Wetherspoon founder Tim Martin ‘worried’ by Jeremy Corbyn’s business stance

Wetherspoon founder Tim Martin said he is “worried” about Jeremy Corbyn’s approach to business at the pub group’s annual general meeting (AGM) in central London.

The colourful company chairman also said he is “all for” a slump in consumer confidence, despite economic uncertainty weighing on customer spending over the past year.

Mr Martin said he is worried that the Labour Party leader “doesn’t have enough belief in the power of the free market”, as well as criticising the possibility of a second Brexit referendum under the opposition leader.

He added: “A leaflet was sent to every household in the country to say that this is a once-in-a-generation decision, saying the Government will implement what you decide.

“I don’t think you can go back now and say that this will be the first-ever UK representative referendum that hasn’t been honoured.”

Economists have said that concerns over Brexit have weighed on consumer spending over the past year, but the businessman said a “lack of consumer confidence is a good thing”.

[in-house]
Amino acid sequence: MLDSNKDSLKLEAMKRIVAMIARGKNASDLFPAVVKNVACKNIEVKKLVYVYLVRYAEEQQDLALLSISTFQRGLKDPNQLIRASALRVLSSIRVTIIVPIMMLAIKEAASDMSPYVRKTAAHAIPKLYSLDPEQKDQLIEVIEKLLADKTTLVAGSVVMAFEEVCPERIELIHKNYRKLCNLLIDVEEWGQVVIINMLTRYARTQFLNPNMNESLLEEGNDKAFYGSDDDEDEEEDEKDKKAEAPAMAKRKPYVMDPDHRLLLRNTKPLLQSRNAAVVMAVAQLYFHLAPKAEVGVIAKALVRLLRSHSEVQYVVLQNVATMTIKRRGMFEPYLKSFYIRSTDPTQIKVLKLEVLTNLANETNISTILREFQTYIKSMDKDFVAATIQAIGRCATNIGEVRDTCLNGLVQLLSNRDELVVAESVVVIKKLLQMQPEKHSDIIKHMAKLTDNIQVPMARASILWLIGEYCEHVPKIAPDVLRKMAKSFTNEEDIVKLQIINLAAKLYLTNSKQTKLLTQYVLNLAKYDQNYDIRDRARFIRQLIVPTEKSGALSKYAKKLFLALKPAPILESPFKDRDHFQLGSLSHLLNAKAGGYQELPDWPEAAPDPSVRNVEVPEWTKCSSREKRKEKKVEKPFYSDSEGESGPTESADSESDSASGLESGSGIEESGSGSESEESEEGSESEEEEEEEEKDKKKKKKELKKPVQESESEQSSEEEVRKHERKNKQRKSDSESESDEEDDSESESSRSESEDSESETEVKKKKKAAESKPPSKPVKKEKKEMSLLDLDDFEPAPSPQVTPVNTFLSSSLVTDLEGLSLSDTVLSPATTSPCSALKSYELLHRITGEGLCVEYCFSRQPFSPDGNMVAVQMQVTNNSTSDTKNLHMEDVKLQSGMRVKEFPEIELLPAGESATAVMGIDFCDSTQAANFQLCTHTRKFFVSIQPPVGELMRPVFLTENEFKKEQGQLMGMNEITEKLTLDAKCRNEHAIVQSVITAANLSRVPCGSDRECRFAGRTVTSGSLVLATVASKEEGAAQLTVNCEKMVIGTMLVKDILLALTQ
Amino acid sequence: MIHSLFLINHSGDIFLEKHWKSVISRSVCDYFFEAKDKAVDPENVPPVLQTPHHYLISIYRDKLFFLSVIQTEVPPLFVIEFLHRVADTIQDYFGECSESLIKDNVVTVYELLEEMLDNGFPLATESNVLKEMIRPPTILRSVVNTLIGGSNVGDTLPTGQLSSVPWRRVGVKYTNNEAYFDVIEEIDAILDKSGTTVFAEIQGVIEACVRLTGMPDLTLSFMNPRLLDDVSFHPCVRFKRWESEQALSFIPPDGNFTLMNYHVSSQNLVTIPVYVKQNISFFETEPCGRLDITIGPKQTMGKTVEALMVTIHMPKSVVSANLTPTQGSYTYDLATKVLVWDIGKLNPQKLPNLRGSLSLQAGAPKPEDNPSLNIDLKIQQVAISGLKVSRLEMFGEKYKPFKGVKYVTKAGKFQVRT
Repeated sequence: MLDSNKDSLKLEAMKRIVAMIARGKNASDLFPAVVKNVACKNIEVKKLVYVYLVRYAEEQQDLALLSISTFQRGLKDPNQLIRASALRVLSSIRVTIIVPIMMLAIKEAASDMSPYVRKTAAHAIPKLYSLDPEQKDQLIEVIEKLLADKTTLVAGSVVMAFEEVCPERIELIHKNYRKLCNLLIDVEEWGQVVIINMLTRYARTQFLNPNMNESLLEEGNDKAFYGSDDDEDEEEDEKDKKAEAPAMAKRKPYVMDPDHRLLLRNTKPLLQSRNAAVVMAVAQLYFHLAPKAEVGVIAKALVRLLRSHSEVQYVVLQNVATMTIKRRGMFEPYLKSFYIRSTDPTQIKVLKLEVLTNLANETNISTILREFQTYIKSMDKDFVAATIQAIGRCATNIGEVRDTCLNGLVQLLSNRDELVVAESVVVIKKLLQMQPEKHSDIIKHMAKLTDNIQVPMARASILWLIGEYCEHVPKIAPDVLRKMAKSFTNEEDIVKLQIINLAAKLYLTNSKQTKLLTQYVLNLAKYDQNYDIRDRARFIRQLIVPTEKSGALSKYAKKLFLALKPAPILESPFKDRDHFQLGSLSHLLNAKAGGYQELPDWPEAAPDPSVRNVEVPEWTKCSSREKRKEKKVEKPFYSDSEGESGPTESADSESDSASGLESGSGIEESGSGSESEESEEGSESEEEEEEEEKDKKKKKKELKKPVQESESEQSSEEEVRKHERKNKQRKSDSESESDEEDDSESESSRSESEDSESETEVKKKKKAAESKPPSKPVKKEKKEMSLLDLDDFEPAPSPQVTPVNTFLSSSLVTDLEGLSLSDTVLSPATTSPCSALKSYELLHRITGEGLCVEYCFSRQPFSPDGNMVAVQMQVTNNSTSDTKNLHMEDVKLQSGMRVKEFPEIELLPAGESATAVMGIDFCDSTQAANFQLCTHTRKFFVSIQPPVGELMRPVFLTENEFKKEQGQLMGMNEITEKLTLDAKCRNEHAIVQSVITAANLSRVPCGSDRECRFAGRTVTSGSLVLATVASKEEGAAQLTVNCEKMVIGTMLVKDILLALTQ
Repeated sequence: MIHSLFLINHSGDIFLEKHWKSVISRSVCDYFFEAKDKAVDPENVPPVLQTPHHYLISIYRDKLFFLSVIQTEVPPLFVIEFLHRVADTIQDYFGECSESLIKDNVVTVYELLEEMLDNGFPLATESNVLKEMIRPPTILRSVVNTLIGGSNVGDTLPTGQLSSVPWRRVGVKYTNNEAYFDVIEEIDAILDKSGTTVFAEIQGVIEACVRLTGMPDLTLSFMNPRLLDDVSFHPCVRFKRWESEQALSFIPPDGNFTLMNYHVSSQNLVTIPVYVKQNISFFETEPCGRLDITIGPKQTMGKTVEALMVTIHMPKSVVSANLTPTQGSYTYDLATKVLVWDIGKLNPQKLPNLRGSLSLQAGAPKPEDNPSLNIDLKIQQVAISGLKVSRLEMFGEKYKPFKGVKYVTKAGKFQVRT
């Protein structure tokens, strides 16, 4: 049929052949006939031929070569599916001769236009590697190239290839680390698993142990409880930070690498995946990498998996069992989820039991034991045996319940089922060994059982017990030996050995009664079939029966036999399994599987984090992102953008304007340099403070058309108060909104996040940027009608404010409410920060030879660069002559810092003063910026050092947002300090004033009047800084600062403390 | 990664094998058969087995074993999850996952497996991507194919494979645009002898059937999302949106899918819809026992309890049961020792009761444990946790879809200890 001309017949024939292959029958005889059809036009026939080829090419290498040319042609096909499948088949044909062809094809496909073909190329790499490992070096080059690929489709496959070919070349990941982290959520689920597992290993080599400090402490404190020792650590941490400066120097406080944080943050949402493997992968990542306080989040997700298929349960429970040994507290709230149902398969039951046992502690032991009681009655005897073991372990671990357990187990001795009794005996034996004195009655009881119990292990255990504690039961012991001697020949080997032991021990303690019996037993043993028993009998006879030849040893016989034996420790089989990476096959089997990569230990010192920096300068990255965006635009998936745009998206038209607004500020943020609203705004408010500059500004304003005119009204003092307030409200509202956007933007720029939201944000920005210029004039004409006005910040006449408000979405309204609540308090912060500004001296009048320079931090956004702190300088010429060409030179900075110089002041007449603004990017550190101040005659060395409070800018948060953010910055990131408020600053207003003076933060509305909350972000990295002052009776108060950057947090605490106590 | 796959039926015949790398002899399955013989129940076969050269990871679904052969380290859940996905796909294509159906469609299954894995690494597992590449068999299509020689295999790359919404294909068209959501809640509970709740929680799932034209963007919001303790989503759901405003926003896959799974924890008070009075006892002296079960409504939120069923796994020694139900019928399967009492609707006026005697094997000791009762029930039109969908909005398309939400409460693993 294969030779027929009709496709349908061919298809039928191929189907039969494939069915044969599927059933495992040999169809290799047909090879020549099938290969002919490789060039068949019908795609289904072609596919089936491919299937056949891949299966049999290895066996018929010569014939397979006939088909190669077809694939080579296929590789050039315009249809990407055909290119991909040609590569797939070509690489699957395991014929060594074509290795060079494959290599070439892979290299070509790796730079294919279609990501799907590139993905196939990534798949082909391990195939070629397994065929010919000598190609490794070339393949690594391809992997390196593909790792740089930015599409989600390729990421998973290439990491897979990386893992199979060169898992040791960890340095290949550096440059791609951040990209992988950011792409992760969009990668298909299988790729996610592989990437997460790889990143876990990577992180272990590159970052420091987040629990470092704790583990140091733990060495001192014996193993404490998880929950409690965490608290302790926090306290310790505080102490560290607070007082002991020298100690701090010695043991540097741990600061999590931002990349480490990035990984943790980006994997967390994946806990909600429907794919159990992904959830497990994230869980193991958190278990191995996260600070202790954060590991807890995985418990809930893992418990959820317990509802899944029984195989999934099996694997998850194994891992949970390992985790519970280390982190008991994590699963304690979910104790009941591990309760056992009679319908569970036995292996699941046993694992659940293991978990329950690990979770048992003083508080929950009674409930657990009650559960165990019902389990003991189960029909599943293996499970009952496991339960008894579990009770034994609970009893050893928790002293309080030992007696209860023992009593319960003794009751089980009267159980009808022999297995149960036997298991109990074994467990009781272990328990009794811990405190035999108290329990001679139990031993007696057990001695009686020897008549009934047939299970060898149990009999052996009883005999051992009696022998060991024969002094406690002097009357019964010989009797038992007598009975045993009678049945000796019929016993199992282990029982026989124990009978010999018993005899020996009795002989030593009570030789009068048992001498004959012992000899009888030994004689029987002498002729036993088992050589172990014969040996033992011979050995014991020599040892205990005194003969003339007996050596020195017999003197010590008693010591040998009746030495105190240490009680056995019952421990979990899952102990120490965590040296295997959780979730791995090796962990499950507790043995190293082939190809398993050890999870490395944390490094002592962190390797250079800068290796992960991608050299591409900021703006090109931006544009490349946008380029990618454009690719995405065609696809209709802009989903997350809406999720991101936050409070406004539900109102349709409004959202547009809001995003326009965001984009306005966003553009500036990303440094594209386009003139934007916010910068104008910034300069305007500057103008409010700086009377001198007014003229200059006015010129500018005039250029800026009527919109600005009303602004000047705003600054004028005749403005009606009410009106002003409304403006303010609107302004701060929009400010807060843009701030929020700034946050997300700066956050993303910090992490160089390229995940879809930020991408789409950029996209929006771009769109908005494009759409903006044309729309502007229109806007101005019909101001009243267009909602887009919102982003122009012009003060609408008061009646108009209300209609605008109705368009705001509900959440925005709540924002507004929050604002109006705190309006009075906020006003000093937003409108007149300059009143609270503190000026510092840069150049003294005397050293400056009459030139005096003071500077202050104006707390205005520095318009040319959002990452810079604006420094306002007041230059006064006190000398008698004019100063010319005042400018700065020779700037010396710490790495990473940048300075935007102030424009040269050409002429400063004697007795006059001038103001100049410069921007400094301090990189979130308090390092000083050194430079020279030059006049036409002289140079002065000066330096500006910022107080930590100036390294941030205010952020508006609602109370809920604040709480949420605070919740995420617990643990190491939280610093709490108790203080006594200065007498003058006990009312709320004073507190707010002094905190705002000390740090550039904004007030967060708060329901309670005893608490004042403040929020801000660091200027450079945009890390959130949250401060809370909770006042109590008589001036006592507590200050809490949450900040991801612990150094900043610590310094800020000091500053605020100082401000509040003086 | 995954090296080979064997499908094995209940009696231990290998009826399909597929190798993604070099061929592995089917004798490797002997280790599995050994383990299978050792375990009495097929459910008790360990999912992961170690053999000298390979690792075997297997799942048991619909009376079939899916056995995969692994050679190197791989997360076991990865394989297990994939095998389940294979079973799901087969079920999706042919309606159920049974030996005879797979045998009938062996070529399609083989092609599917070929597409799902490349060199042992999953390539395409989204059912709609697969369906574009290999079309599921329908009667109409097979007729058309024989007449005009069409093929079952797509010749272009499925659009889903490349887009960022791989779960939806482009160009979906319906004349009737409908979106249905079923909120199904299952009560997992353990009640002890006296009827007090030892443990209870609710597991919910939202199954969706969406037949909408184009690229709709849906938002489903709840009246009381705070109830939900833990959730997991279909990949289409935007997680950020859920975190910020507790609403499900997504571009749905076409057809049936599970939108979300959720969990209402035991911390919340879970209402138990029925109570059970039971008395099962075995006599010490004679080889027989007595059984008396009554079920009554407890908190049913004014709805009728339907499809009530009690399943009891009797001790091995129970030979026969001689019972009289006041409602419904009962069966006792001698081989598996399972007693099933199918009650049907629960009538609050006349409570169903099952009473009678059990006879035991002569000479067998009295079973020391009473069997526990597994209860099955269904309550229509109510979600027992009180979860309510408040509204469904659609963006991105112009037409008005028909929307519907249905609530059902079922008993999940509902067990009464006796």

Mr Martin said: “I think the country and consumers are pretty resilient and I think sometimes people are too concerned about consumer confidence.

“Only about two years ago, the main worry was that consumers were over-confident and they were spending too much on their credit cards. That thankfully is gone, so I’m all for consumers lacking a bit of confidence.”

At the AGM, shareholders voted in support of all of the firm’s resolutions, backing the publication of the company’s annual report.

Prior to the meeting, shareholder advisory groups had called on investors to vote against the pub firm’s annual report at the AGM because of its spending on pro-Brexit materials.

Pensions & Investment Research Consultants (PIRC) said shareholders should oppose the report after questions were raised over its spending of almost £95,000 on pro-Brexit beer mats before the 2016 referendum.

Legal experts claimed the chain appeared to have broken company law by buying and distributing the 1.9 million beermats backing exit from the EU.

Last week, Mr Martin criticised the advisory group and dismissed UK corporate governance laws as “up the spout”.

He also hit out at one of the company’s biggest shareholders for voting against two board members at the pub chain’s annual general meeting last year.

On trading, Wetherspoon revealed sales were up 5.3% in the 13 weeks to October 27 on a like-for-like basis, with one pub opened and four shut.

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